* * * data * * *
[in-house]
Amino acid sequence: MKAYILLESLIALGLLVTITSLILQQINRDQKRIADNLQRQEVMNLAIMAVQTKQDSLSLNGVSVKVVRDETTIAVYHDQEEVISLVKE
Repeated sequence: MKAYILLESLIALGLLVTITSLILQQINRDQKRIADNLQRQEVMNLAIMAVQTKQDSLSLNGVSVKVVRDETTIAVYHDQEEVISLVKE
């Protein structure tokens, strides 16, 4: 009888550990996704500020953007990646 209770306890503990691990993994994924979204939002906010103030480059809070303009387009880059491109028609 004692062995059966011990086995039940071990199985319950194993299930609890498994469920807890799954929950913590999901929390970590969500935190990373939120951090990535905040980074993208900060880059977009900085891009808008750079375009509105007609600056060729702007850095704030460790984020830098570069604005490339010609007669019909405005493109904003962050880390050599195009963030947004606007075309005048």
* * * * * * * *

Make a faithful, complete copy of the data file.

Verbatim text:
[in-house]
Amino acid sequence: MKAYILLESLIALGLLVTITSLILQQINRDQKRIADNLQRQEVMNLAIMAVQTKQDSLSLNGVSVKVVRDETTIAVYHDQEEVISLVKE
Repeated sequence: MKAYILLESLIALGLLVTITSLILQQINRDQKRIADNLQRQEVMNLAIMAVQTKQDSLSLNGVSVKVVRDETTIAVYHDQEEVISLVKE
């Protein structure tokens, strides 16, 4: 009888550990996704500020953007990646 209770306890503990691990993994994924979204939002906010103030480059809070303009387009880059491109028609 004692062995059966011990086995039940071990199985319950194993299930609890498994469920807890799954929950913590999901929390970590969500935190990373939120951090990535905040980074993208900060880059977009900085891009808008750079375009509105007609600056060729702007850095704030460790984020830098570069604005490339010609007669019909405005493109904003962050880390050599195009963030947004606007075309005048």